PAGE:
This is a sub-type of severe or major depression. It is characterised by the extreme ‘downs’ of severe depression accompanied by some kind of psychosis (disorder of the mind), either in the form of delusions or hallucinations.
Delusions are irrational thoughts such as the feeling that you are an evil or bad person, when everybody else thinks you are perfectly normal. Hallucinations are when you see or hear things that are not really there. These experiences can make some people feel that their thoughts are not really their own, but implanted by someone else, which can be, understandably, distressing and scary.
This is another sub-type of severe depression associated with extreme and uncontrollable mood fluctuations or mood swings. Everyone experiences different moods, some happy, some sad. The moods experienced by a manic depressive exceed the boundaries of normal mood fluctuations.
They experience extreme highs which cause them to act excessively confidently, foolishly or dangerously as they believe that nothing can harm them; and extreme lows, where they feel in a dark and inescapable tunnel.
This type of depression affects women just after they have had a baby and can last up to a year. Feeling a bit ‘down’ after a baby is considered to be a normal reaction. Around 80% of women experience the ‘baby blues’ after giving birth. This tends to be a reaction to a major change in their life exacerbated by changes in the hormones. Most feel back to normal within a few days or at most, a couple of weeks.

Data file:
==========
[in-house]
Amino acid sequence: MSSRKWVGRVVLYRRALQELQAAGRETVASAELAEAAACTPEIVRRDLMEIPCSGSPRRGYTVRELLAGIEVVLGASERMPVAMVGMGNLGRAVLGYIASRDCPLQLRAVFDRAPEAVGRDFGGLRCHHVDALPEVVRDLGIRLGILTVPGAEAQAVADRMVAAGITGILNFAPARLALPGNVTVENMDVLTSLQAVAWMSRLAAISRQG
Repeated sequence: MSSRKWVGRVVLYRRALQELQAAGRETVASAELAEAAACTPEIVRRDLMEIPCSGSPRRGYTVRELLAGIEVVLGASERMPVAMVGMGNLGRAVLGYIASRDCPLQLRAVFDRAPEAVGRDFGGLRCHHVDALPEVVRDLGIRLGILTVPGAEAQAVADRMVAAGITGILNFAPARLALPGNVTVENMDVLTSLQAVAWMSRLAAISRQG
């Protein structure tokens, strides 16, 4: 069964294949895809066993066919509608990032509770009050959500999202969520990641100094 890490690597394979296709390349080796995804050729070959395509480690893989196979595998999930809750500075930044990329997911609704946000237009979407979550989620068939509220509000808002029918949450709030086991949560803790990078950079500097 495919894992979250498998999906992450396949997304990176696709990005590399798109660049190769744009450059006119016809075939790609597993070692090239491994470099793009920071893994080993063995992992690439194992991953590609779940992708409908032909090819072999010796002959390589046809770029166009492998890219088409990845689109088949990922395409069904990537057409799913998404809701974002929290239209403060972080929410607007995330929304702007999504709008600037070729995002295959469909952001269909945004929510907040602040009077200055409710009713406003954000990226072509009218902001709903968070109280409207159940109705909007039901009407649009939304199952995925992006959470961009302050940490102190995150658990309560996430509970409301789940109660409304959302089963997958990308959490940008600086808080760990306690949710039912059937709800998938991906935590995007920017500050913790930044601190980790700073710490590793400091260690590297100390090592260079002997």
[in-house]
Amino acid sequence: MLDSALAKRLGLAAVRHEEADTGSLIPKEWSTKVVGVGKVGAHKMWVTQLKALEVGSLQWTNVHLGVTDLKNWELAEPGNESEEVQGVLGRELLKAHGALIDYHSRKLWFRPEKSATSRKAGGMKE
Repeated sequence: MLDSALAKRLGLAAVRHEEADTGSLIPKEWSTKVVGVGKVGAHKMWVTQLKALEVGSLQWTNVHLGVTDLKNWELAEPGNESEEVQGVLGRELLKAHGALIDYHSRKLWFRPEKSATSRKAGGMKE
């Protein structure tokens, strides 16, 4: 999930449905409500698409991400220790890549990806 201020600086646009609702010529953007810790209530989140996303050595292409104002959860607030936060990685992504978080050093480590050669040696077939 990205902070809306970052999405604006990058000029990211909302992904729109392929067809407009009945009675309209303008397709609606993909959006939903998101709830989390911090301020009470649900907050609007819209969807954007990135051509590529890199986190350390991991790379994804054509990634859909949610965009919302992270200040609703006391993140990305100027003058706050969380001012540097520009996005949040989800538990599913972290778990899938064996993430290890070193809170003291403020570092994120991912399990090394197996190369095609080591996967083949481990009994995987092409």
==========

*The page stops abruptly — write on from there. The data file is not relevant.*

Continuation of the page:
However, in some women, these ‘normal’ feelings of low mood are amplified and persistant. Those suffering from post-natal depression tend to find difficulty connecting or bonding with their baby, and are unable to carry on easily with everyday life.
Women may also suffer from ante-natal depression – or depression during their pregnancy, prior to childbirth. This is often caused by hormone fluctuations, and will either disappear once the baby is born or develop into postnatal depression.
Seasonal Affective Disorder, also known as SAD, occurs when a person feels depressed at a particular time of year, usually during the winter months, but feels normal for the rest of the year. It may cause changes in the sleep pattern and energy levels as well as in mood.
It is thought that SAD is the remnant of a hibernation instinct in humans. A reduction in exposure to sunlight during the winter months reduces the amount of serotonin (making you feel less happy) and increases the levels of melatonin (making you more sleepy) in the brain.
It is important not to mix up Seasonal Affective Disorder with the normal changes in mood which naturally occur with the changing seasons. These changes are probably the result of the same changes to the neurotransmitters in the brain, but occur to a lesser degree, leading to the common feelings of being more tired during the winter months as well as feeling a bit low in mood or the ‘winter blues’ at the start of each year.